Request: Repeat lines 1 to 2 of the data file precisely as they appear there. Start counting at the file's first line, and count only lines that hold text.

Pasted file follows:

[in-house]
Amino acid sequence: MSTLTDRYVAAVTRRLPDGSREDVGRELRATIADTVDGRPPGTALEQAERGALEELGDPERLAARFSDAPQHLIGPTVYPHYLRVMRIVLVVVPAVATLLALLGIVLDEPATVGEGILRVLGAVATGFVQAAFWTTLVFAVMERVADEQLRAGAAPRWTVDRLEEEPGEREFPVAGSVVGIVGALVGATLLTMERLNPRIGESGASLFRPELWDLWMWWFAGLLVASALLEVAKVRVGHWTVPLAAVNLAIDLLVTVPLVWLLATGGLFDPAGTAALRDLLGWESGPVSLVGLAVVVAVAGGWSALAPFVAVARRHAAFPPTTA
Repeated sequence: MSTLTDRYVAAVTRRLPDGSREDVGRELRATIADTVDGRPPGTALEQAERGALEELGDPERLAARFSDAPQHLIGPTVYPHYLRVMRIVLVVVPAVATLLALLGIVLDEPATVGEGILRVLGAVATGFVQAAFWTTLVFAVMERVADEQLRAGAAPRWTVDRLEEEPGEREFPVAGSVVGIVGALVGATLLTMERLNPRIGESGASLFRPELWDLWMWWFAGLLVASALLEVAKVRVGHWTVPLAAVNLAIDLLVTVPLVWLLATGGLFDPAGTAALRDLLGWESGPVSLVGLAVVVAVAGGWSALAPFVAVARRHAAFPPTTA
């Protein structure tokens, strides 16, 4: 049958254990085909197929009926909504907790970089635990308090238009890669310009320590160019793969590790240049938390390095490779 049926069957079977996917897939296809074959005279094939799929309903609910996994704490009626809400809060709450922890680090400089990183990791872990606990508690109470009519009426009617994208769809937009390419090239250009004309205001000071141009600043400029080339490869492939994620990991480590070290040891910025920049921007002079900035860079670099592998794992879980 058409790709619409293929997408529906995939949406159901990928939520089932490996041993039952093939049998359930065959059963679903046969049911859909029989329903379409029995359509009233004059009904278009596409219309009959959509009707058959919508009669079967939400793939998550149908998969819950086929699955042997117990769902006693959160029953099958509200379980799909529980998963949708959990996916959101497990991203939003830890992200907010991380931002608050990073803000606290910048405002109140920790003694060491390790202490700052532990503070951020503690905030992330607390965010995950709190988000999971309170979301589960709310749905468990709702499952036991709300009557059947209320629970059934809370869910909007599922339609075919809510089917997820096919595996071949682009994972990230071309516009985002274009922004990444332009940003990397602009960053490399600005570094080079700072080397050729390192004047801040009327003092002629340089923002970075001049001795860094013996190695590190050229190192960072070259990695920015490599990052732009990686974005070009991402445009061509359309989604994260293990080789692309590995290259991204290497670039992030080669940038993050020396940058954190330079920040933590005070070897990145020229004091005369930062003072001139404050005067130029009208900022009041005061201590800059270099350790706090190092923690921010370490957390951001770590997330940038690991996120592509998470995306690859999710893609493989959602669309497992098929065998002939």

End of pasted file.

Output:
[in-house]
Amino acid sequence: MSTLTDRYVAAVTRRLPDGSREDVGRELRATIADTVDGRPPGTALEQAERGALEELGDPERLAARFSDAPQHLIGPTVYPHYLRVMRIVLVVVPAVATLLALLGIVLDEPATVGEGILRVLGAVATGFVQAAFWTTLVFAVMERVADEQLRAGAAPRWTVDRLEEEPGEREFPVAGSVVGIVGALVGATLLTMERLNPRIGESGASLFRPELWDLWMWWFAGLLVASALLEVAKVRVGHWTVPLAAVNLAIDLLVTVPLVWLLATGGLFDPAGTAALRDLLGWESGPVSLVGLAVVVAVAGGWSALAPFVAVARRHAAFPPTTA